When you are not feeling well, you go to the doctor expecting an explanation about what is happening to you and the appropriate treatment to make you feel better. But sometimes, doctors make diagnostic mistakes. When these mistakes are due to negligence or carelessness and they lead to further health complications, you have a right to pursue legal action.
At Davis Levin Livingston, we assist clients in pursuing medical malpractice claims against healthcare providers that fail in their duty to their patients. Failure to diagnose an illness or disease can have catastrophic results and can even lead to death. You deserve the opportunity to have your voice heard by the Hawaii courts and to get compensation for what was done to you.
Discuss your case with a Hawaii misdiagnosis attorney from our firm today; call (808) 740-0633 for a free consultation.
Key Differences Between Misdiagnosis & Delayed Diagnosis
While these terms are often used interchangeably, they actually represent very different types of medical malpractice.
- Misdiagnosis means that your doctor diagnosed you with the wrong illness and possibly subjected you to incorrect treatment or unnecessary procedures.
- Delayed diagnosis or failure to diagnose means that your doctor didn't provide a diagnosis in a timely fashion, letting your illness worsen, sometimes past the point of treatability.
Reasons for Misdiagnosis or Failure to Diagnose
The specific reason for misdiagnosis or failure to diagnose can vary widely from situation to situation. Your doctor may be under a lot of stress and didn't notice the signs of your illness, they may not have believed that your situation warranted further examination, or maybe your doctor is just careless.
No matter the reason, when a doctor misdiagnoses or delays diagnosing a patient, it is always important to look further into the circumstances surrounding the failure. If it is discovered that the doctor was not doing his or her job correctly, you have a right to pursue damages for this mistake.
Misdiagnosing or failing to diagnose a medical issue can result from:
- Ordering the wrong tests
- Misreading medical tests
- Misreading X-rays
- Failing to order medical tests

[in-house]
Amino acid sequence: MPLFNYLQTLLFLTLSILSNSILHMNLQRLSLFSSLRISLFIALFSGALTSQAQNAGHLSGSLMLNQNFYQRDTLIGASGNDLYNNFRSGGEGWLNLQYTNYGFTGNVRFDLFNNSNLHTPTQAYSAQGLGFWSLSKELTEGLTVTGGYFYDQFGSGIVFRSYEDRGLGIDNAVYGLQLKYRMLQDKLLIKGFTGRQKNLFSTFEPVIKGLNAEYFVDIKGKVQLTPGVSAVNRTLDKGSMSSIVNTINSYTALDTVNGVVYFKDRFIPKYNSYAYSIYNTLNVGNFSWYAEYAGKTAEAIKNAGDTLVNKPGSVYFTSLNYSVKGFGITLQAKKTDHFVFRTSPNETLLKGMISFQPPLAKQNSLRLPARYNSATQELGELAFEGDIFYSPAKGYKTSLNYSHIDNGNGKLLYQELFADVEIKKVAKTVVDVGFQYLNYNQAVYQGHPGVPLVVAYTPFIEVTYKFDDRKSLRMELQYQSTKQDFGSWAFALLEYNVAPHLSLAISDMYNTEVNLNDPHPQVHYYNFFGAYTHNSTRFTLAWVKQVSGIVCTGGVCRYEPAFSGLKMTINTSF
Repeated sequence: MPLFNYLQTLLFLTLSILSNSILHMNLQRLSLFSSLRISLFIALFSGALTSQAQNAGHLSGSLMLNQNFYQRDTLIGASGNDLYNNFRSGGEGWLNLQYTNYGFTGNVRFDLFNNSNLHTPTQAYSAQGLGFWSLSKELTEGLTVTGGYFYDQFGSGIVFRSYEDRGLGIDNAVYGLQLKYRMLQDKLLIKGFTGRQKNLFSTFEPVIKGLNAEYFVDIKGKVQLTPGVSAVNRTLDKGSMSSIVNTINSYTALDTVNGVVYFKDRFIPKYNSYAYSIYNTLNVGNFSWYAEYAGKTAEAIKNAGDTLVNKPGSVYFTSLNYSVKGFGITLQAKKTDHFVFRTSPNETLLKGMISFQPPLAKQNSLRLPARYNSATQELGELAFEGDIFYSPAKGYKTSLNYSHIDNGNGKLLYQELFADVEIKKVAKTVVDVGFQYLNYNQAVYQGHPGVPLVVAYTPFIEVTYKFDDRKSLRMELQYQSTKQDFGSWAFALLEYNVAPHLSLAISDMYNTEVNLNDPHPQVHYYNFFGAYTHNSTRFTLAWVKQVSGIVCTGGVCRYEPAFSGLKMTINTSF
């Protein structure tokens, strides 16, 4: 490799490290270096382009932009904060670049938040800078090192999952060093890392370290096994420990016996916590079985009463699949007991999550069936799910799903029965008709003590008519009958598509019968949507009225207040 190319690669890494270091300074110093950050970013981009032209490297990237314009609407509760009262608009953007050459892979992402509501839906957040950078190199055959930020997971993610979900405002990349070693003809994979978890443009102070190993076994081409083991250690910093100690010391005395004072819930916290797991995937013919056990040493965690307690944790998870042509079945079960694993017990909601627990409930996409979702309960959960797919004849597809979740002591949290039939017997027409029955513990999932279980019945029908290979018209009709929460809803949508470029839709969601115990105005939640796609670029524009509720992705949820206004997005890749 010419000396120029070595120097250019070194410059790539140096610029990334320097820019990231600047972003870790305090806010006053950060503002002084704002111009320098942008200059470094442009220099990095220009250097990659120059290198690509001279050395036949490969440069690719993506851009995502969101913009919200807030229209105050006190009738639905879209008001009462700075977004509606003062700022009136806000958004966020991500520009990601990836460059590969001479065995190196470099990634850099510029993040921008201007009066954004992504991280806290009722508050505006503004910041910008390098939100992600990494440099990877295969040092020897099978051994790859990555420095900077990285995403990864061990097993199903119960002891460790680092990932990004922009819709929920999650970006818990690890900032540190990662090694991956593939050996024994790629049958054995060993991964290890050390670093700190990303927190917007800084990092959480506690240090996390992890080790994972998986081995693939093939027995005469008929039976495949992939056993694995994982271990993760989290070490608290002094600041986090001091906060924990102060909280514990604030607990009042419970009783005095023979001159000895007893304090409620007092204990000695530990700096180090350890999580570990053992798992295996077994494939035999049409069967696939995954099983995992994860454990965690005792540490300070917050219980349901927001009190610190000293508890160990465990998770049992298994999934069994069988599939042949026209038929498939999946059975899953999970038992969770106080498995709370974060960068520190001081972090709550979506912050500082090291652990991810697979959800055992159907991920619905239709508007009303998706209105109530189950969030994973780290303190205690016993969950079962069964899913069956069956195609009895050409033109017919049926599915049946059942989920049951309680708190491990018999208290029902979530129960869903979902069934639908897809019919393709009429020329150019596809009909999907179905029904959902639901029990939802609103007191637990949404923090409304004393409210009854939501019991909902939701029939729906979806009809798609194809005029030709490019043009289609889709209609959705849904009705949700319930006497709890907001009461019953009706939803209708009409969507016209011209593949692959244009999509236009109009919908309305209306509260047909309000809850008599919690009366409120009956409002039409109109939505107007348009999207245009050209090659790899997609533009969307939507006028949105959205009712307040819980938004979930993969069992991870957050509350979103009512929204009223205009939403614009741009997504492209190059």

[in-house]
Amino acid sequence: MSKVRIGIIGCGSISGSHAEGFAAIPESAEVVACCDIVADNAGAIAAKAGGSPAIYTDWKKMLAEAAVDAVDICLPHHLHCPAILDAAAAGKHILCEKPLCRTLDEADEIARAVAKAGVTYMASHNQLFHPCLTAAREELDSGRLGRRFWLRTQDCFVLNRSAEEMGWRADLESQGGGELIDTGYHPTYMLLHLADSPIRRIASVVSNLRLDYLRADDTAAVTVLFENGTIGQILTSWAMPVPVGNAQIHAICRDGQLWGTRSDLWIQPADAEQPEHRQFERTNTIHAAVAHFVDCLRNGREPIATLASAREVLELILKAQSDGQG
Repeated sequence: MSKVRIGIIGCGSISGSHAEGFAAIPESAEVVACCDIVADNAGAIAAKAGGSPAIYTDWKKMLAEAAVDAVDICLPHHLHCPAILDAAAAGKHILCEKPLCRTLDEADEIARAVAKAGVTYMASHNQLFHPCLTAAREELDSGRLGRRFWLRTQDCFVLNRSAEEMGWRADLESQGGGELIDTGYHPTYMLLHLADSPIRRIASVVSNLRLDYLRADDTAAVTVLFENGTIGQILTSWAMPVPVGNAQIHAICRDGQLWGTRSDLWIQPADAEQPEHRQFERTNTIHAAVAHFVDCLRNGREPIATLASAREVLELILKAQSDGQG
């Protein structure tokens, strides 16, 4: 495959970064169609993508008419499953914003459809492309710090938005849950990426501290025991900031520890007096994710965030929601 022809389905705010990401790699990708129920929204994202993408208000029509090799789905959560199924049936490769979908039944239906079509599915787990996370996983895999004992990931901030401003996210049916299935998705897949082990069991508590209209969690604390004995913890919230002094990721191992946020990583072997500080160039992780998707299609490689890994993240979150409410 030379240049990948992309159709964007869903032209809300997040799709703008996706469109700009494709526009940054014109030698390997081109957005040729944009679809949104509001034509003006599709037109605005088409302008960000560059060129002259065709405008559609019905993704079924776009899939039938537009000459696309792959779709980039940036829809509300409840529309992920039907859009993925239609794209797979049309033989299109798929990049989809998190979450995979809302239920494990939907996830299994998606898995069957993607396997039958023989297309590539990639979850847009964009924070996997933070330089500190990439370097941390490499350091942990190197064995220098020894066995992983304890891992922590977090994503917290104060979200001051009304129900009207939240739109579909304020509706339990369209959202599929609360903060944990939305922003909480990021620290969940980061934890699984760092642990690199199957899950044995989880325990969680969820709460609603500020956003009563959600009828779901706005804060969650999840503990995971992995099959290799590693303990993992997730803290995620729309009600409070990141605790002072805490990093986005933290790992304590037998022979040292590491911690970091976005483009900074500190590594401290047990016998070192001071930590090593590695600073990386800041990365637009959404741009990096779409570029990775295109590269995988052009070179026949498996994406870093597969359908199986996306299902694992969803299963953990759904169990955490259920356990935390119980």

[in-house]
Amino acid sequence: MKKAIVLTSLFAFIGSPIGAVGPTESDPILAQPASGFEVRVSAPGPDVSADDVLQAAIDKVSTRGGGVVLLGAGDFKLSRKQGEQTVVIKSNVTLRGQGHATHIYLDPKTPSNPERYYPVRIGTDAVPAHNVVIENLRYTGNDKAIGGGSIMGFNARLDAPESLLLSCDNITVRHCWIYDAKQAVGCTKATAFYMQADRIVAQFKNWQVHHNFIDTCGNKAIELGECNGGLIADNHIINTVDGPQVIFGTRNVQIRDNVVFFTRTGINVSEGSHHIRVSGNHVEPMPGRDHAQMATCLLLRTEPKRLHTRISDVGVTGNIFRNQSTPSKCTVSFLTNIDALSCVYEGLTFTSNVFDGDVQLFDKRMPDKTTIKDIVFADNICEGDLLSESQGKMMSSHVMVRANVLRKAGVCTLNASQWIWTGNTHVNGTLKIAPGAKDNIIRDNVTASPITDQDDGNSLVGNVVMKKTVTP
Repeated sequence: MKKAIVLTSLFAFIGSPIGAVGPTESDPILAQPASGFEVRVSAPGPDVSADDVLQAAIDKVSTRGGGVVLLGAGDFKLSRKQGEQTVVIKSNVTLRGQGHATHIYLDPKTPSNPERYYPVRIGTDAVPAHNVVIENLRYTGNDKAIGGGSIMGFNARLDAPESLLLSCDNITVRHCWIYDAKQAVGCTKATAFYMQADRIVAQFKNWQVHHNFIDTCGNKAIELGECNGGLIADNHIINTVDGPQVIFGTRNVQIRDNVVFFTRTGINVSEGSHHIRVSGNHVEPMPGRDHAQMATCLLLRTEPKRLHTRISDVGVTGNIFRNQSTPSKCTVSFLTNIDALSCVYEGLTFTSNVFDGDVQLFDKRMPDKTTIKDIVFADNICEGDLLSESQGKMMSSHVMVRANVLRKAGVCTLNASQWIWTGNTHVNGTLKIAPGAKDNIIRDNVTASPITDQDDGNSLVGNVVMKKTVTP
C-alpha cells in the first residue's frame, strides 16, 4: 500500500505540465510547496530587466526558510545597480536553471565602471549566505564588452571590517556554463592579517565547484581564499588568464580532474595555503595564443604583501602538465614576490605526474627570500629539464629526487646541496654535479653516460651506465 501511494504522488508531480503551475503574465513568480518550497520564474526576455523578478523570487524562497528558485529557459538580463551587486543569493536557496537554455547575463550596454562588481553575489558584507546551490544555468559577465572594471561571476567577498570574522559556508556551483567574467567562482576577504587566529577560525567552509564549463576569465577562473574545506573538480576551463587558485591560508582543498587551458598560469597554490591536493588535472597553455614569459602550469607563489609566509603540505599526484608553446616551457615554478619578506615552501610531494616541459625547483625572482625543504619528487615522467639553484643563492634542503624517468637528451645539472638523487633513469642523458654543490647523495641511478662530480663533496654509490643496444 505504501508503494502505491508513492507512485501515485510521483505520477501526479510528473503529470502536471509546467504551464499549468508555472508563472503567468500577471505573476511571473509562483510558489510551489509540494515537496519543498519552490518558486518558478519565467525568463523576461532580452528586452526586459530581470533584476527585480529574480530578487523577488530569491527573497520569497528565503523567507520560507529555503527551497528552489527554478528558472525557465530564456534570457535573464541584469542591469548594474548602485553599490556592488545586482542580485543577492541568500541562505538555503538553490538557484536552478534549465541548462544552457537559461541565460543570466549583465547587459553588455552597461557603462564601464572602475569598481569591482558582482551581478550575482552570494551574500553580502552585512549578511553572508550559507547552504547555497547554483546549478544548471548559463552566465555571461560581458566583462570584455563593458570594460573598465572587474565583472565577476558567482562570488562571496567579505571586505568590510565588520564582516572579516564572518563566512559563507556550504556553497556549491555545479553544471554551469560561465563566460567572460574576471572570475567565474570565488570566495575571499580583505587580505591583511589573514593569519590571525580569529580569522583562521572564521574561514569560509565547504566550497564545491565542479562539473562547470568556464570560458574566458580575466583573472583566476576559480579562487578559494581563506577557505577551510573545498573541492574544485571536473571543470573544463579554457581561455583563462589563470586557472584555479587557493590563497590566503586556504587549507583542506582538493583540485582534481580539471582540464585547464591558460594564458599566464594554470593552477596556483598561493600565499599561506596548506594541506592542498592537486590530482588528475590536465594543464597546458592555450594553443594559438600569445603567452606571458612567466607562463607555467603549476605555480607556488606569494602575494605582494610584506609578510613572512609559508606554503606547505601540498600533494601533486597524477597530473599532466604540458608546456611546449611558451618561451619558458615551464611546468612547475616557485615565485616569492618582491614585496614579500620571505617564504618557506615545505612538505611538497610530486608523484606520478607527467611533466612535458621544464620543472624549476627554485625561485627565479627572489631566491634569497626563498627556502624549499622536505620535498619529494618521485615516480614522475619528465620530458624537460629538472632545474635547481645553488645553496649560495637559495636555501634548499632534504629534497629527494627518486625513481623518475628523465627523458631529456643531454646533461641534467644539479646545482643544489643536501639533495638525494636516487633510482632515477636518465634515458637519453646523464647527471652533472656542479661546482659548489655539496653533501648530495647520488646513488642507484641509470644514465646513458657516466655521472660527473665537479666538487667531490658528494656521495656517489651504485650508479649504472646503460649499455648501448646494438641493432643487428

- Ignoring symptoms
Signs Your Doctor Got Something Wrong
Without a qualified medical opinion, it is often very difficult to tell if your doctor made a mistake in your diagnosis. However, there are a few things you can look for that may tell you something is wrong:
- No improvement from the treatment your doctor prescribed
- The current treatment protocol is leaving you feeling worse than you were before
- Your doctor seems uncertain when he or she talks to you about diagnosis or treatment
- Your doctor is dismissive of your description of your symptoms
These and other questions can help reveal if you are not receiving the proper diagnosis, treatment, and care that you need.
What to Do If You Suspect a Misdiagnosis or Delayed Diagnosis
Seek a Second Opinion
If you are still feeling unwell following diagnosis and treatment, or you are feeling progressively worse as time goes on, your first step should always be to seek a second opinion. Doctors are human and can make mistakes. It can sometimes take visiting two or three additional doctors to get a satisfactory answer to your questions. There is no shame in seeking another doctor’s opinion when you are worried about your health. If there is any question in your mind, go see another medical professional.
Contact a Misdiagnosis/Failure to Diagnose Attorney
If you or a loved one has been improperly diagnosed by a doctor and it caused suffering or death, please contact our Hawaii misdiagnosis/failure to diagnose lawyers as soon as possible. There is a strong possibility that you can pursue damages against the responsible party.
While a successful case will not take back what happened to you, it can help you pay for further medical care, missed work, and the ability to take care of the needs of your loved ones. A successful case can also help protect other patients from a similar outcome.
Please contact us now at (808) 740-0633 to get started. We offer a free initial consultation to discuss your case.